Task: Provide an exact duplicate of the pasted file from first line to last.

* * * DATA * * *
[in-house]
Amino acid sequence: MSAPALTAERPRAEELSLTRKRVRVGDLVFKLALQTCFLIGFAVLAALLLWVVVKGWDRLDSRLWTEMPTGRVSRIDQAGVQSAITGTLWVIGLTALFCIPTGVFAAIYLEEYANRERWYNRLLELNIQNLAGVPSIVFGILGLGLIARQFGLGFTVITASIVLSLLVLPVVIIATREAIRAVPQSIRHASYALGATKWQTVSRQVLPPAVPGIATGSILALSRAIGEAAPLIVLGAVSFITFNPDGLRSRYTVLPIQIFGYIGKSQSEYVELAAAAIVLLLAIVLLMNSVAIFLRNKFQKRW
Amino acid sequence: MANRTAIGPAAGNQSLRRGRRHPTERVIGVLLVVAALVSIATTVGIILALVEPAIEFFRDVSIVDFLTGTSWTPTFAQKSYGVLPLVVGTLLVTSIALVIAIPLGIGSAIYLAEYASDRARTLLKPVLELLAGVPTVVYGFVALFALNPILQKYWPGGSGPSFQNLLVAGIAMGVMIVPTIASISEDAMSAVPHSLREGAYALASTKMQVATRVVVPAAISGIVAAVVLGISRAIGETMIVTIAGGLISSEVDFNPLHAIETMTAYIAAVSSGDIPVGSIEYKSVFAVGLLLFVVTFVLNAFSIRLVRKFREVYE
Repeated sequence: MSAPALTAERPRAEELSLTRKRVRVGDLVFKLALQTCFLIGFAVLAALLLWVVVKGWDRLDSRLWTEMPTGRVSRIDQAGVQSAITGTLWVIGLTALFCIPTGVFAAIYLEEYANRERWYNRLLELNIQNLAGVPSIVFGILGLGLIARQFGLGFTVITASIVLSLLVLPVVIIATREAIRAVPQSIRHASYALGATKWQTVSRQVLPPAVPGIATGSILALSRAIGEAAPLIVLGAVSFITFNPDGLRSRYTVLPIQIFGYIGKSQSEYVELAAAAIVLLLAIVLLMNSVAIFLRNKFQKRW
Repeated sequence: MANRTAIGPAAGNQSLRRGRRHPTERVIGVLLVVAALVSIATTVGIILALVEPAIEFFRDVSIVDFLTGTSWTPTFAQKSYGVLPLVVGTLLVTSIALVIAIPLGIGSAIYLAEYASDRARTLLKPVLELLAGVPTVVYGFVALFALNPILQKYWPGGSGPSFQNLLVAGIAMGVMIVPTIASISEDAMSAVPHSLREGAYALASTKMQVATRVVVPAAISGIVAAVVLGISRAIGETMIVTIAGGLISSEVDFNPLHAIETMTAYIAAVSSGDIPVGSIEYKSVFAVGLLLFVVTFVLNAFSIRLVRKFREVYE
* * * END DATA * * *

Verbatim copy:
[in-house]
Amino acid sequence: MSAPALTAERPRAEELSLTRKRVRVGDLVFKLALQTCFLIGFAVLAALLLWVVVKGWDRLDSRLWTEMPTGRVSRIDQAGVQSAITGTLWVIGLTALFCIPTGVFAAIYLEEYANRERWYNRLLELNIQNLAGVPSIVFGILGLGLIARQFGLGFTVITASIVLSLLVLPVVIIATREAIRAVPQSIRHASYALGATKWQTVSRQVLPPAVPGIATGSILALSRAIGEAAPLIVLGAVSFITFNPDGLRSRYTVLPIQIFGYIGKSQSEYVELAAAAIVLLLAIVLLMNSVAIFLRNKFQKRW
Amino acid sequence: MANRTAIGPAAGNQSLRRGRRHPTERVIGVLLVVAALVSIATTVGIILALVEPAIEFFRDVSIVDFLTGTSWTPTFAQKSYGVLPLVVGTLLVTSIALVIAIPLGIGSAIYLAEYASDRARTLLKPVLELLAGVPTVVYGFVALFALNPILQKYWPGGSGPSFQNLLVAGIAMGVMIVPTIASISEDAMSAVPHSLREGAYALASTKMQVATRVVVPAAISGIVAAVVLGISRAIGETMIVTIAGGLISSEVDFNPLHAIETMTAYIAAVSSGDIPVGSIEYKSVFAVGLLLFVVTFVLNAFSIRLVRKFREVYE
Repeated sequence: MSAPALTAERPRAEELSLTRKRVRVGDLVFKLALQTCFLIGFAVLAALLLWVVVKGWDRLDSRLWTEMPTGRVSRIDQAGVQSAITGTLWVIGLTALFCIPTGVFAAIYLEEYANRERWYNRLLELNIQNLAGVPSIVFGILGLGLIARQFGLGFTVITASIVLSLLVLPVVIIATREAIRAVPQSIRHASYALGATKWQTVSRQVLPPAVPGIATGSILALSRAIGEAAPLIVLGAVSFITFNPDGLRSRYTVLPIQIFGYIGKSQSEYVELAAAAIVLLLAIVLLMNSVAIFLRNKFQKRW
Repeated sequence: MANRTAIGPAAGNQSLRRGRRHPTERVIGVLLVVAALVSIATTVGIILALVEPAIEFFRDVSIVDFLTGTSWTPTFAQKSYGVLPLVVGTLLVTSIALVIAIPLGIGSAIYLAEYASDRARTLLKPVLELLAGVPTVVYGFVALFALNPILQKYWPGGSGPSFQNLLVAGIAMGVMIVPTIASISEDAMSAVPHSLREGAYALASTKMQVATRVVVPAAISGIVAAVVLGISRAIGETMIVTIAGGLISSEVDFNPLHAIETMTAYIAAVSSGDIPVGSIEYKSVFAVGLLLFVVTFVLNAFSIRLVRKFREVYE